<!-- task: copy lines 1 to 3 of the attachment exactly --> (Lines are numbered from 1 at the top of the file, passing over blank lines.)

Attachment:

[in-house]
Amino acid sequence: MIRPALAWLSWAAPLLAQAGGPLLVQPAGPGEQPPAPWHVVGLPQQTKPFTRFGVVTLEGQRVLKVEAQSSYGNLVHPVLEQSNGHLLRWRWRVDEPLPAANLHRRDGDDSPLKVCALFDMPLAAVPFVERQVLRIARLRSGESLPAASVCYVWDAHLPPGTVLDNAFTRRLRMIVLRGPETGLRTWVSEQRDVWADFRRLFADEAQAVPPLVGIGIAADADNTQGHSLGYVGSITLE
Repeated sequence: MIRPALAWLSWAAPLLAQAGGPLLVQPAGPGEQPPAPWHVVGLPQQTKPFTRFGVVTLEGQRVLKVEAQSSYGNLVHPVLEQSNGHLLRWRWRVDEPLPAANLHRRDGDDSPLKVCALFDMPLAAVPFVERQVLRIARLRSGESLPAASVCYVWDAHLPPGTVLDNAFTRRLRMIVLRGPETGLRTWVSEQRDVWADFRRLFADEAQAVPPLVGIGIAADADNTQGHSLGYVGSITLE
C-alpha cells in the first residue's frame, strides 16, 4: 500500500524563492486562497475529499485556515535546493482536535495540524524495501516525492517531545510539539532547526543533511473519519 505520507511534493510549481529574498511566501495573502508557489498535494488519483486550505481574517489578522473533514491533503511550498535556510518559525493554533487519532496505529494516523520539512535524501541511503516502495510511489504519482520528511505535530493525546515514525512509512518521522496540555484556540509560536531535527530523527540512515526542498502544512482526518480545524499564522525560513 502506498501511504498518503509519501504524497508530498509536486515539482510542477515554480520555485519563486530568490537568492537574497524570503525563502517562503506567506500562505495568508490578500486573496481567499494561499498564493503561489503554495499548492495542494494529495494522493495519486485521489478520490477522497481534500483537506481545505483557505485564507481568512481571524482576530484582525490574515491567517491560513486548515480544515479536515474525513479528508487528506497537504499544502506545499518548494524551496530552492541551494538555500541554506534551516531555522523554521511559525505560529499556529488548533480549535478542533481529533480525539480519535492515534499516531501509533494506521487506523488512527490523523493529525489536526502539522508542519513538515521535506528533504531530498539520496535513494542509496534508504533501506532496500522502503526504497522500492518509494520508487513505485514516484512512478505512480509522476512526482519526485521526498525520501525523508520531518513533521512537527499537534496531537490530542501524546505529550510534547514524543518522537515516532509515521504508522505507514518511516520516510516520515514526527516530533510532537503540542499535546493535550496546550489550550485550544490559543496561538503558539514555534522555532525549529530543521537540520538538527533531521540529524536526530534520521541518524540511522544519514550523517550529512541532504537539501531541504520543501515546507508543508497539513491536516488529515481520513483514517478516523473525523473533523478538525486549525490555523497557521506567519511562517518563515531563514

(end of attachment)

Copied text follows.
[in-house]
Amino acid sequence: MIRPALAWLSWAAPLLAQAGGPLLVQPAGPGEQPPAPWHVVGLPQQTKPFTRFGVVTLEGQRVLKVEAQSSYGNLVHPVLEQSNGHLLRWRWRVDEPLPAANLHRRDGDDSPLKVCALFDMPLAAVPFVERQVLRIARLRSGESLPAASVCYVWDAHLPPGTVLDNAFTRRLRMIVLRGPETGLRTWVSEQRDVWADFRRLFADEAQAVPPLVGIGIAADADNTQGHSLGYVGSITLE
Repeated sequence: MIRPALAWLSWAAPLLAQAGGPLLVQPAGPGEQPPAPWHVVGLPQQTKPFTRFGVVTLEGQRVLKVEAQSSYGNLVHPVLEQSNGHLLRWRWRVDEPLPAANLHRRDGDDSPLKVCALFDMPLAAVPFVERQVLRIARLRSGESLPAASVCYVWDAHLPPGTVLDNAFTRRLRMIVLRGPETGLRTWVSEQRDVWADFRRLFADEAQAVPPLVGIGIAADADNTQGHSLGYVGSITLE